|Genres:||Strategy / Business Simulator|
|Release Date:||March 1, 1999|
|Game Modes:||Singleplayer / Multiplayer|
It seemed as if the folks at Maxis exhausted every Sim idea there was. Somehow, however, they always manage to come up with something new, which is why they’ve turned to Africa for SimSafari, a title designed for kids of eight and up that proves to be an interesting, albeit simple, game for all ages. There are three main areas for you to manage: the park, where your plants and animals reside; the camp, where yuppies can pretend they’re “getting back to nature”; and the village, which you influence through employment and profit sharing.
The main strategy in the game is balancing economics and nature. You need a good park to attract visitors, who’ll shell out the cash that allows you to purchase even more exotic animals. The local village can be both a foe and an ally – in good times, you’ll see it grow and expand. When things get rough, they’ll turn to poaching in order to survive.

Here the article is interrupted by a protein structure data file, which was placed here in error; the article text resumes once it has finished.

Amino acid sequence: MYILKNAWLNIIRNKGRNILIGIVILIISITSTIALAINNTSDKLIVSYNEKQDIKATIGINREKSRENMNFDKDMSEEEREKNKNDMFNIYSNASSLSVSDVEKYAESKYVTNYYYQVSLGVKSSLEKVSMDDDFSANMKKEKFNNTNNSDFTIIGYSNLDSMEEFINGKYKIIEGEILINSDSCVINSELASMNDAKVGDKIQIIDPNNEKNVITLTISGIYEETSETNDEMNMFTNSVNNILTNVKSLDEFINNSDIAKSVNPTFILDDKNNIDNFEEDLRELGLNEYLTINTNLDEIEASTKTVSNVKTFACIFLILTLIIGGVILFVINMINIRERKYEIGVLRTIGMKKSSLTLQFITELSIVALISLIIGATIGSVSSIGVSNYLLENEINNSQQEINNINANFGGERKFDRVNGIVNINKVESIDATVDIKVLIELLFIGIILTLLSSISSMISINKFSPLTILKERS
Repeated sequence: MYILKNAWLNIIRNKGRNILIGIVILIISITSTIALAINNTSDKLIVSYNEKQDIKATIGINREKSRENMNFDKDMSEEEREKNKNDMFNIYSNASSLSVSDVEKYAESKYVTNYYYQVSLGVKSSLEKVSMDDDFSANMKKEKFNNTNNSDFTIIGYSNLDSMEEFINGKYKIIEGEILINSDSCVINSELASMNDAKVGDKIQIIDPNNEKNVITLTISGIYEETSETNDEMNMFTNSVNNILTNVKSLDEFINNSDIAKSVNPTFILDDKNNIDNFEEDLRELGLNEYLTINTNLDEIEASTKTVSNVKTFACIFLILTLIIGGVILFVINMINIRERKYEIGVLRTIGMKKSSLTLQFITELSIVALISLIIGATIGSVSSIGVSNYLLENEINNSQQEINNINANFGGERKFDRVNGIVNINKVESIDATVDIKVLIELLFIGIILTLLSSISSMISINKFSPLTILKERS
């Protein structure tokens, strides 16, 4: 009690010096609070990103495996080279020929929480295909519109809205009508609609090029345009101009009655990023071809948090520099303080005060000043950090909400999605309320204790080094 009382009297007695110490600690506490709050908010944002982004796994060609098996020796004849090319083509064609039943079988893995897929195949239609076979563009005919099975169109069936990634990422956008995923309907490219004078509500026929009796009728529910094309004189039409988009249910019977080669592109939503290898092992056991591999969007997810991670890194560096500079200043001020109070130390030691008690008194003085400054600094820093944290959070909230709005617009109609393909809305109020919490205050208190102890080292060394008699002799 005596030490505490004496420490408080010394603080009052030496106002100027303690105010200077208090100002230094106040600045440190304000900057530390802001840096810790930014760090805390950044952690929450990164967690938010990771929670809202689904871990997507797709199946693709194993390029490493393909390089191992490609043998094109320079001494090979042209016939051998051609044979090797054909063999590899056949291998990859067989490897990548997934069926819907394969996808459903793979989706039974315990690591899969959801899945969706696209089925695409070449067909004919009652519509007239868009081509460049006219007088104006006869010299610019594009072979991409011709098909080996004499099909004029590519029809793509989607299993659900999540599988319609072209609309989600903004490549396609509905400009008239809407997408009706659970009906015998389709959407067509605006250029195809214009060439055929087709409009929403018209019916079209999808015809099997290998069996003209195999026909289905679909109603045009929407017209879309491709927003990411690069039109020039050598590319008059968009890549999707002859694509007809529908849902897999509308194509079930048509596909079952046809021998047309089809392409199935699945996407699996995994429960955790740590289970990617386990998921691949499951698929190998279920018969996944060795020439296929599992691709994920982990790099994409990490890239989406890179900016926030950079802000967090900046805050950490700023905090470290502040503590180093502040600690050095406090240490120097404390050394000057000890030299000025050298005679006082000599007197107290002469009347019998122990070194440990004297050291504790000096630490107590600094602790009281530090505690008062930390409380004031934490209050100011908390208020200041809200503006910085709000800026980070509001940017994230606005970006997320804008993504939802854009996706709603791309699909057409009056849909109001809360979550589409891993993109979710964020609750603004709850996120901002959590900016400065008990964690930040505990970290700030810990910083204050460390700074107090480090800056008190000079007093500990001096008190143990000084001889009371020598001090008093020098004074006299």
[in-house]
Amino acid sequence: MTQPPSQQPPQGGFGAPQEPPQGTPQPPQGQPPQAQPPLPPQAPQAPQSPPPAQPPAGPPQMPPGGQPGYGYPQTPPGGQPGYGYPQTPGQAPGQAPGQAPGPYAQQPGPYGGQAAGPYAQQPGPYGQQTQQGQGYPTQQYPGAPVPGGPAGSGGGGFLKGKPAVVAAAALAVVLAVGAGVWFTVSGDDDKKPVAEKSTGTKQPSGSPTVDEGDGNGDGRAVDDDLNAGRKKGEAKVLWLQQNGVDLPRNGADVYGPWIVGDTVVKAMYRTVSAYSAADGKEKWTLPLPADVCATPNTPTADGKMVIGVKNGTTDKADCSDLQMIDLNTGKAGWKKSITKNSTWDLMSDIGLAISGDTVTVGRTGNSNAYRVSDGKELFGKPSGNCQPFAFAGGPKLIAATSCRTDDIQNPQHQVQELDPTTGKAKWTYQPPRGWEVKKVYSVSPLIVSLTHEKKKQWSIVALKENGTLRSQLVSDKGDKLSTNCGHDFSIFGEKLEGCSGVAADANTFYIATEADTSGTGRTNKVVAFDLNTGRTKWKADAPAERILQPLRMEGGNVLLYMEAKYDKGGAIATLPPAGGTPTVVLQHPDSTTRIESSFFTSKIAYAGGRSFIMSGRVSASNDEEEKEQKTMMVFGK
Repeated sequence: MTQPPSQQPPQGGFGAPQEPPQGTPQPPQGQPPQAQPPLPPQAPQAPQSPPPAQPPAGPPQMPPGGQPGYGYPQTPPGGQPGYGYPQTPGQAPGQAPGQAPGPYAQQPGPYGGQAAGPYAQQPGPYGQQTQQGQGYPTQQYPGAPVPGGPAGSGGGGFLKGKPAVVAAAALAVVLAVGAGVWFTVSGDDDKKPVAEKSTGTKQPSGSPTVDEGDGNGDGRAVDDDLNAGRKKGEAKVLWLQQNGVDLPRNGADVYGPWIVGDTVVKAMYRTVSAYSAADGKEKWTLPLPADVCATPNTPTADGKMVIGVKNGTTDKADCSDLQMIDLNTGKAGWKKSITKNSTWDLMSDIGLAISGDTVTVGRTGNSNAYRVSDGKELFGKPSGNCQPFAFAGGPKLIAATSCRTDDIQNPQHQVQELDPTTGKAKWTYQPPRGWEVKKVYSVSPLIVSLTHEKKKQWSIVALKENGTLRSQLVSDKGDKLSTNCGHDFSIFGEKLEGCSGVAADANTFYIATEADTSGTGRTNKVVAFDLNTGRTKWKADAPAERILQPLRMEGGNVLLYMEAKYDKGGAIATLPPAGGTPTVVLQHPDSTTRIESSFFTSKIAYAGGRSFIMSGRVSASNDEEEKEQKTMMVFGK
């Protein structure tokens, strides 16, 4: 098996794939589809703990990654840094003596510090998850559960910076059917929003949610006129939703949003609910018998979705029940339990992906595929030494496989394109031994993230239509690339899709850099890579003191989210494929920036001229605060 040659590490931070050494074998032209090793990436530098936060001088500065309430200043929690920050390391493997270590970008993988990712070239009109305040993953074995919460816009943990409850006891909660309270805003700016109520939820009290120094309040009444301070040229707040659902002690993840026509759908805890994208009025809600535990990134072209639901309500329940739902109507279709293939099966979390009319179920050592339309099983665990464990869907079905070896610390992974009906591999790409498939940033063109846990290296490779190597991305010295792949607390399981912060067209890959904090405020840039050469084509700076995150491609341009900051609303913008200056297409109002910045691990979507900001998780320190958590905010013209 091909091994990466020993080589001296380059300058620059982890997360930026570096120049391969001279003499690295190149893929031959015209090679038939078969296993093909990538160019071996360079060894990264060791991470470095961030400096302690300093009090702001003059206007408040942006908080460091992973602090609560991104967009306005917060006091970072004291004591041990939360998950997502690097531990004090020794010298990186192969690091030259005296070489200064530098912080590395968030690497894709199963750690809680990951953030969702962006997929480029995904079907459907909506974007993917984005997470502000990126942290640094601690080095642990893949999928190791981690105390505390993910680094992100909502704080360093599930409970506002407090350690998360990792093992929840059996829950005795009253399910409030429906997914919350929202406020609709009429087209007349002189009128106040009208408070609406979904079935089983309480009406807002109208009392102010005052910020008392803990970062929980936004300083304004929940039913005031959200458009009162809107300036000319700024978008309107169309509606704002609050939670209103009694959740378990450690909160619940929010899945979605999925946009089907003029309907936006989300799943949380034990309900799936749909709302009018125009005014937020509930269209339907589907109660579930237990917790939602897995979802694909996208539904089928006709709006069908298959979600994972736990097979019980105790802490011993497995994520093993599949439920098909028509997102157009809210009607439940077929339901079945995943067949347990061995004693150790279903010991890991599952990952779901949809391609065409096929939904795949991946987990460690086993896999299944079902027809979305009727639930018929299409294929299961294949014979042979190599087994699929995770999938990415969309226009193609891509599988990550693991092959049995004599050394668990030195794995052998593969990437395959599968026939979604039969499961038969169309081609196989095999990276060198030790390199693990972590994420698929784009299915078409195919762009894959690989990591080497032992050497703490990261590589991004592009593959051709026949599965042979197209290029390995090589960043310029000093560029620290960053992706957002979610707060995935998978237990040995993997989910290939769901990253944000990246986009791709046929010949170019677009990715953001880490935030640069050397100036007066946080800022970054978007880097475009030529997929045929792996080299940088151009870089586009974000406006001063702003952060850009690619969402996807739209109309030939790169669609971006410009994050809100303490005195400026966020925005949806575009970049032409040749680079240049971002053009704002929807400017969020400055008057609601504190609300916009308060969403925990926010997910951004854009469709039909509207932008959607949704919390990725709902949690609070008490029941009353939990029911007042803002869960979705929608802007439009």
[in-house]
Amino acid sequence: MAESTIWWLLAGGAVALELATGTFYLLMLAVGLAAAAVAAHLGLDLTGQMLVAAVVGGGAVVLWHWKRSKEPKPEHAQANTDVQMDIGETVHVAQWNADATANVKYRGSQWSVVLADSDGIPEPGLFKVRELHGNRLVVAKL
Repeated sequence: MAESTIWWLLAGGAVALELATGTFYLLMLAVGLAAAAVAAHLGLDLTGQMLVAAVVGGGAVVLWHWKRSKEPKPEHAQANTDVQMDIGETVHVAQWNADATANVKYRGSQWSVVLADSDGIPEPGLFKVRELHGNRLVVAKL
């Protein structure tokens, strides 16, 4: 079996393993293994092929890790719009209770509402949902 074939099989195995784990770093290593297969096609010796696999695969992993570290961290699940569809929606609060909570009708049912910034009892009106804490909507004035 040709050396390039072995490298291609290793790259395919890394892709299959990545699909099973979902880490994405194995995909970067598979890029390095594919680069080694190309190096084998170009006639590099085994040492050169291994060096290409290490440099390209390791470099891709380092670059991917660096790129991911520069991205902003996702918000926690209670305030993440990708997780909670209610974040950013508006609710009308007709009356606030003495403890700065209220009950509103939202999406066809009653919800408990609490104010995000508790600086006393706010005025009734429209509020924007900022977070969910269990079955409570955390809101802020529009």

Ultimately, the game is probably too easy and limited for adults, but that doesn’t necessarily mean it’s not entertaining. On the contrary, much of the pleasure from the game is derived from plunking down some plants and animals and seeing how they relate to one another. With the economics pretty much out of the way (it’s not hard to make money), you can spend more time designing the ecosystem of your dreams.
System Requirements: Pentium 166 MHz, 16 MB RAM, Win95
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